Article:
Measuring Irish Inflation

Eurostat publishes inflation rates for the EU and the euro area each month and also issues a flash estimate for the EA , normally around two weeks before the final release. The flash figure now includes all EA member states, so an estimate for Ireland is available ahead of the official release here by the CSO.

The estimate is for the Harmonised Index of Consumer prices (HICP) , the official EU measure , which can differ from the domestic measure as used by the respective member states. For example, German inflation in April was 7.4% on their Consumer Price Index (CPI) against 7.8% on the HICP measure.

Most CPI are similar in terms of general components but differ in regard to measuring specific items, notably housing costs. The idea of the HICP is to use a standard methodology , so some items included in the CPI may be excluded from the HICP and this will also impact the component weights.

In Ireland’s case the CPI has a number of largely service items excluded from the HICP, amounting to over 6% of the CPI. These include the Local Property Tax, motor and dwelling insurance, motor tax and building materials. The most significant exclusion though is mortgage interest which has a weight of 2.76% and that component largely explains any significant difference in the two indices over time ,although that has not been a feature in recent years.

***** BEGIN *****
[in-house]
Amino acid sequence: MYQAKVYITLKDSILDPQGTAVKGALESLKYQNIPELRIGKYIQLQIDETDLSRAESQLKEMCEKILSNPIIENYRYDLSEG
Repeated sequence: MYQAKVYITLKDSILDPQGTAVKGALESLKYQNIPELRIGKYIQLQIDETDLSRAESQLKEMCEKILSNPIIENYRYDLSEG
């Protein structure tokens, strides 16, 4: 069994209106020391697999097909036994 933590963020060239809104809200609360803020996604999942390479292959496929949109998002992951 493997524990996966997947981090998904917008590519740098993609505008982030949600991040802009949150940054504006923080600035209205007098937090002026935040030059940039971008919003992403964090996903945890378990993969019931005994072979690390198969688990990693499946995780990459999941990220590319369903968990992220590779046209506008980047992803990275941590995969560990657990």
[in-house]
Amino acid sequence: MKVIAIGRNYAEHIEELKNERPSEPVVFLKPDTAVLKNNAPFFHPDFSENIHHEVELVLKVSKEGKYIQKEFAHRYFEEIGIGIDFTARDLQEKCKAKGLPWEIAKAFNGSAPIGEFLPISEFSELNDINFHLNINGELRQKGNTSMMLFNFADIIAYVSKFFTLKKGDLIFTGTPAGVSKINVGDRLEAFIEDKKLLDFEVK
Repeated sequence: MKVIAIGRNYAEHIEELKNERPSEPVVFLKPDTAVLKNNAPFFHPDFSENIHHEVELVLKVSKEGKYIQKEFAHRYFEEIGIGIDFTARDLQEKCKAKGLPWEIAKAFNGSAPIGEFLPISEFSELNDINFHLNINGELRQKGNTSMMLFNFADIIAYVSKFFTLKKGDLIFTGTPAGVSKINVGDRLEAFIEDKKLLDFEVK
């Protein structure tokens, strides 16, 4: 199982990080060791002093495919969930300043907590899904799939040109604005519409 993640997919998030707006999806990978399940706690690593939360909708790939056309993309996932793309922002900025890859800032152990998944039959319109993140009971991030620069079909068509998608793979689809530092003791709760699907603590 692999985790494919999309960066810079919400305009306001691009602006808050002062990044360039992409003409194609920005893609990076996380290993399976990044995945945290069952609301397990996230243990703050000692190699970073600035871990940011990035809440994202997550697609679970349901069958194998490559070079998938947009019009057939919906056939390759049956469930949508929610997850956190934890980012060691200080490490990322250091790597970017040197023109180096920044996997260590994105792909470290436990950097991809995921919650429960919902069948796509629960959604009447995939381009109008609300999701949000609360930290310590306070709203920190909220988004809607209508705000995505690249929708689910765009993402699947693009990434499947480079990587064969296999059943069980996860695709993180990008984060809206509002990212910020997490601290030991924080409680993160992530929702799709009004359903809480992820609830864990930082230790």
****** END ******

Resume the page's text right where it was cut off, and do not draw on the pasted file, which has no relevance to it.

For example, the annual inflation rate in March on the CPI reading was 6.7% against 6.9% on the HICP measure. Two components,Housing and Transport, made a 5.2 percentage point contribution to the CPI (i.e. accounting for 78% of the total inflation figure) while the corresponding contribution to the HICP was 5.3 percentage points or 76%.

The difference can be sizeable though in periods when the ECB is changing its policy rates. For example, mortgage rates plunged through 2009 and Irish CPI inflation that year was -4.5%, against -1.7% on the HICP measure. As we now appear to be on the cusp of a tightening cycle from the ECB it is likely that CPI inflation will be higher than the HICP equivalent in the next few years as variable mortgage rates are still the dominant factor in outstanding mortgages here, despite the popularity of fixed rates in new mortgage loans.

The CPI is the ‘official measure of inflation for Ireland’ according to the CSO so in that context it is curious that rent controls last year were initially linked to the HICP and not the CPI, with the former not capturing any change in mortgage costs. The surge in inflation in 2021 prompted a change anyway, with the limit at a max of 2% or the HICP inflation rate if lower, which implies a significant fall in real rents given the inflation outlook, particularly if using the CPI as deflator.